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Board Governance

9 Myths About Most Boards
Summarized By Vicki Scott, Director of Client Services

Gone are the good old days of inviting figure heads to sit on your Board of Directors just for the prestige. Today's boards must be comprised of passionate, hardworking, business leaders and professionals that can work effectively as part of a team. There is no room for self-serving agendas when the viability of non-profit organizations is at stake. June Bradham's assessment of effective board governance is spot-on.

Assembling and keeping a great board is a challenge, but June Bradham, founder and president of consulting firm Corporate DevelopMint, has discovered nine myths that can hamper either the makeup or operations of a board. She presents those myths in her book "The Truth About What Nonprofit Boards Want" and follows with myth-busting truths.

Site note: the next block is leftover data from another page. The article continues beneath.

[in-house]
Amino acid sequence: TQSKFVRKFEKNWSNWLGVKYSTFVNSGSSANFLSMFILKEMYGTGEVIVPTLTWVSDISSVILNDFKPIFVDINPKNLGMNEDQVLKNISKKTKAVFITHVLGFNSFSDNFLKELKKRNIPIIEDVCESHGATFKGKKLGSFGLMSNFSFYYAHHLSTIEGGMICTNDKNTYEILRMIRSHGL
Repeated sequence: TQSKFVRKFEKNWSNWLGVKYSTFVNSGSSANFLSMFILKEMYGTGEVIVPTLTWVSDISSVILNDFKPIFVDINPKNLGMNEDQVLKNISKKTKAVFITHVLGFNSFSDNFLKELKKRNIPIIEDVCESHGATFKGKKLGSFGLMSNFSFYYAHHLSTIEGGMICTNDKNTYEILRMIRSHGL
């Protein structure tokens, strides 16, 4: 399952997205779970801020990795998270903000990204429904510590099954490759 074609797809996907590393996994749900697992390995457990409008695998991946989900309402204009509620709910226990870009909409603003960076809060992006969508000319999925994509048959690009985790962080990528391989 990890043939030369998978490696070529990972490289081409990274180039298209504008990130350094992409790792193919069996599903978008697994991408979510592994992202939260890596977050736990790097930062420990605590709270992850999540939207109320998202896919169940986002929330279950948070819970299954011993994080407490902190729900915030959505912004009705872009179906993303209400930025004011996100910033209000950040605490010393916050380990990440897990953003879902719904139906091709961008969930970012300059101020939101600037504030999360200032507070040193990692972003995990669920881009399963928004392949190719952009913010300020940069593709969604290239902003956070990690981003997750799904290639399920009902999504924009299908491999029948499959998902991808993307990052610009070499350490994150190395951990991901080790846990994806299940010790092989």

1. It's the cause, not the company. Current board makeup is the number one reason a top-flight candidate will consider board service.
  2. A great board member is a great board member. Period. The board member who doesn't feel the cause passionately can't compete with one who does.
  3. The board alone is responsible for success or failure. Without a dedicated, smart, visible and vocal CEO, a board will not totally engage.
  4. CEO and board members are colleagues, nothing more. Engaged boards have an inspired CEO who forms a partnership with board members and demonstrates a passion for the mission.
  5. It's about the work, not about the party. All work and no play makes Jack an unhappy board member.
  6. What the Executive Committee shares is its business. The chair and CEO must build trust with the entire board.
  7. Great board members = big check writers. That's all. Board giving is directly correlated to the board experience.
  8. No one cares about gift expectations two years out. Tell the board in advance what is expected out of it.
  9. Boards get a lot from training. Board members hate anything labeled "training".

Your association will benefit from a well planned board development program that identifies and cultivates up and coming volunteer leaders. You recruit members, why not put the same amount of effort and thought into developing a plan to recruit future leaders?